I never played the original King's Bounty. So when my editor at Hooked Gamers gave me Armored Princess to review, I approached it from a fresh and inexperienced perspective. Unfortunately, veterans of the series did not take too kindly to this. That taught me an important lesson: Explicitly state how experienced you are with a series when reviewing an entry in it.
Baal opened the door to Endoria and stormed the lands, annihilating all who dwelt there. The dwarves and elves fell quickly. Now, only the stronghold of Kronberg and King Mark stand against the demonic horde. Endoria's only hope is the valiant Bill Gilbert, who unfortunately is in another world called Teana. To get to him, the king and his chief advisor, Archmage Shivarius, have devised a plan to…
Well King's Bounty: Armored Princess doesn't really engage through narrative. Its story is fairly forgettable, which is compounded by its presentation - the game displays plot points almost completely through dense dialogue trees that the player can easily ignore.
Without going any further into the back-story, players experience Armored Princess as Princess Amelie, daughter of King Mark. She leaps at the opportunity to travel to Teana, find Bill Gilbert, and hopefully save Endoria from impending doom.
Upon starting a new game, players have the opportunity of choosing between three different classes - warrior, paladin, and mage. Each has varying attributes that result in the warrior being a better fighter, the mage being adept at magic and casting spells, and the paladin being a balance between the two extremes.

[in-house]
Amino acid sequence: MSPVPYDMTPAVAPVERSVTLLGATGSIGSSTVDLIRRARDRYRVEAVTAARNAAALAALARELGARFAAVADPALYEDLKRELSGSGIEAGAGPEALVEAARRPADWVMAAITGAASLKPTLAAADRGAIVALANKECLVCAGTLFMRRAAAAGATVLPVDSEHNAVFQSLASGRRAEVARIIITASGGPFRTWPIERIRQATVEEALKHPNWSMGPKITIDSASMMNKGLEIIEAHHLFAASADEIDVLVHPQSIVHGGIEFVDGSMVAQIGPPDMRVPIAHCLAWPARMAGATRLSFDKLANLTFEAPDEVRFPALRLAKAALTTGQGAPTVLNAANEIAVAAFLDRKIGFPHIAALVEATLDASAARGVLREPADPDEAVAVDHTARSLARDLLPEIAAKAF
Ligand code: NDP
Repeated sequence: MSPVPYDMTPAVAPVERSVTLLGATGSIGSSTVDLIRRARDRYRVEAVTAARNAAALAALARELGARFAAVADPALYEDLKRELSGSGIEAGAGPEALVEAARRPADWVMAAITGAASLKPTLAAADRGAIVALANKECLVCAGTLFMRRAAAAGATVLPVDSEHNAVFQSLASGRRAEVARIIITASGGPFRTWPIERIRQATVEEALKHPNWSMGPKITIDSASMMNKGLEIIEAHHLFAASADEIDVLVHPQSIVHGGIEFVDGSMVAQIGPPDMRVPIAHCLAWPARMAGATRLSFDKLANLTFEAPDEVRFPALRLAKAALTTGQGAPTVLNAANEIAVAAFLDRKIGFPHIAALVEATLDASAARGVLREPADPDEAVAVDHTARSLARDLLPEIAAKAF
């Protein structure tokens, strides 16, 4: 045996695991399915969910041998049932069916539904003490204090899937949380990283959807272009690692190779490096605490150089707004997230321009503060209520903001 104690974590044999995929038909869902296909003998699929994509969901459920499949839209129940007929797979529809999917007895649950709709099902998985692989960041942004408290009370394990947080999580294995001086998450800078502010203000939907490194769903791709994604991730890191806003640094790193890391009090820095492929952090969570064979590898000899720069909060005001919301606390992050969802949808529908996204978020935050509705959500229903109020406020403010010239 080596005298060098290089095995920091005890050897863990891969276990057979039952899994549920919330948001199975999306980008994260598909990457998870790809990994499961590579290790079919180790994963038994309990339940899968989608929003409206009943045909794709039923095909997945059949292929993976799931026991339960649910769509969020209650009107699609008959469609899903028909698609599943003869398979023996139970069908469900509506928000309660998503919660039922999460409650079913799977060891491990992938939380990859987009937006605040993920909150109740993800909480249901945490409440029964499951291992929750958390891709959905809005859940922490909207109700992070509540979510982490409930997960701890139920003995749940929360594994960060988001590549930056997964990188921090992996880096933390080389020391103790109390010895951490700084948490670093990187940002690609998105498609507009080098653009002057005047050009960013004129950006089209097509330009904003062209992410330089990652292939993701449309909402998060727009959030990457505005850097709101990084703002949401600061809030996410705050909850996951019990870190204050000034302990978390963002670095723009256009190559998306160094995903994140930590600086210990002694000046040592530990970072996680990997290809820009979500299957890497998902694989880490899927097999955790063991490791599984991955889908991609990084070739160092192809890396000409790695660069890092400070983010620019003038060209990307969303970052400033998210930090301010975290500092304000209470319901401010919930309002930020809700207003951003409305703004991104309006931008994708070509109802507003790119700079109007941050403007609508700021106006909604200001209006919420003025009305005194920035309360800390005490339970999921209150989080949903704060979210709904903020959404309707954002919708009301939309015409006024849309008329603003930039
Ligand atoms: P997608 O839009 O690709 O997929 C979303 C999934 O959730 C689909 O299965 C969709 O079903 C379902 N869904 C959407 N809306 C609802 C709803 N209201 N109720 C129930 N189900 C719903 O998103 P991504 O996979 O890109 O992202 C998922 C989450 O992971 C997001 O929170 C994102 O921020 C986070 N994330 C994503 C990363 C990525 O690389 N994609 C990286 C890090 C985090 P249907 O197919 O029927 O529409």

Traveling through Teana provides an experience similar to any action role-playing game. The land is littered with shops to purchase items, characters to provide quests, and enemies to fight. However, Teana is divided into numerous islands, each with their own distinctive atmosphere. The island that Amelie arrives upon is what one would expect from the story - a medieval fantasy kingdom with lush green expanses.
After completing each quest, defeating all enemies, and procuring all items, Amelie travels to Caribbean-esque pirate-infested beaches, Nordic-inspired arctic tundra's, charred and desolate wastelands, and more. Arriving at each new island proves to be delightful and refreshing - that is, until you meet the locals.
Building an Army
Again, like any typical character in an action role-playing game, Princess Amelie has the ability to level-up and gain points for use in skill trees. The player can use these points, termed Talent Runes in the game, to increase attack and defense ratings, available mana, monetary rewards after battles, etc. Unlike typical action role-playing games, the playable character in King's Bounty: Armored Princess, Princess Amelie, doesn't actually fight during combat. She is more of a general in a grid-based turn-based affair.